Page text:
about the project iconAbout the Project

The focus of the Hiberlink project is to assess the extent of so-called ‘reference rot’. This two-year study investigates how web links in online scientific and other academic articles fail to lead to the resources that were originally referenced.

reference rot iconReference Rot

Citation of sources is a fundamental part of scholarly discourse. Typically, these references used to be to published articles or books. But today’s web-based scholarly communication includes links to an increasingly vast range of materials. Many of these are resources needed or created in research activity such as software, datasets, websites, presentations, blogs, videos etc as well as scientific workflows and ontologies.

These resources often evolve over time, unlike traditional scholarly articles. This highly dynamic nature poses a significant challenge: the content at the end of any given http:// link is liable to change over time. The issue is two-fold: a link may no longer work or the content referenced has dramatically changed from what it was originally.

As a result, what is online at the time of citation is less likely to be there when scholars wish to look up the citation. The ‘reference rot’ problem occurs whenever the original version of a linked resource is not available any more.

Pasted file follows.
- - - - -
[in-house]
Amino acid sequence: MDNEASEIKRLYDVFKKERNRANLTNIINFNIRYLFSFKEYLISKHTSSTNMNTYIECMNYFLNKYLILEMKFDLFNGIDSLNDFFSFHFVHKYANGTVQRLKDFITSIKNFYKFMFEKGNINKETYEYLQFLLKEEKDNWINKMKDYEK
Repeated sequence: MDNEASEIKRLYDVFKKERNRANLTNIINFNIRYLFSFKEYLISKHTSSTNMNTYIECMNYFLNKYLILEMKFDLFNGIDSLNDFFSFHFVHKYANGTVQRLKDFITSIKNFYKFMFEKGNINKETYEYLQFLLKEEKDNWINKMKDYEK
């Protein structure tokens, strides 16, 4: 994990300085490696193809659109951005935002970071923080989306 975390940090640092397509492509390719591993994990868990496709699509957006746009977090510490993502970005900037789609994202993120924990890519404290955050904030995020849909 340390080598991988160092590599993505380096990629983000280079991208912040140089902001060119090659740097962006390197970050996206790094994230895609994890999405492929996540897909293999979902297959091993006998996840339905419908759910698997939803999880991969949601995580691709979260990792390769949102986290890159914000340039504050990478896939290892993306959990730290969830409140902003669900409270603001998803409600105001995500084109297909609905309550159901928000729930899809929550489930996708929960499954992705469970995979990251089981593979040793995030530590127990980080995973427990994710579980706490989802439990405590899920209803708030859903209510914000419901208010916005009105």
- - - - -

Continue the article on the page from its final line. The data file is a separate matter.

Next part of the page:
Our research iconOur Research

The Hiberlink project aims to provide empirical evidence that will characterise the full extent of the ‘reference rot’. The project will examine a vast corpus of online scholarly publication in order to assess what links still work as intended and what web content has been successfully archived using text mining and information extracting tools together with Memento technology

Our developments iconOur Developments

The Hiberlink project aims to identify practical solutions to the ‘reference rot’ problem, and to develop approaches that can be integrated easily in the publication process. The project intends to work with academic publishers and other web-based publication venues to ensure more effective preservation of web-based resources in order to increase the prospect of continued access for future generations of researchers, students and their teachers. Hiberlink is an international collaboration between the University of Edinburgh and the Los Alamos National Laboratory coordinated by EDINA and funded by the Andrew W. Mellon foundation. The project started in March 2013.

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Los Alamos National Laboratory
The Andrew W. Mellon Foundation
informatics
language technology group
memento
EDINA
The University of Edinburgh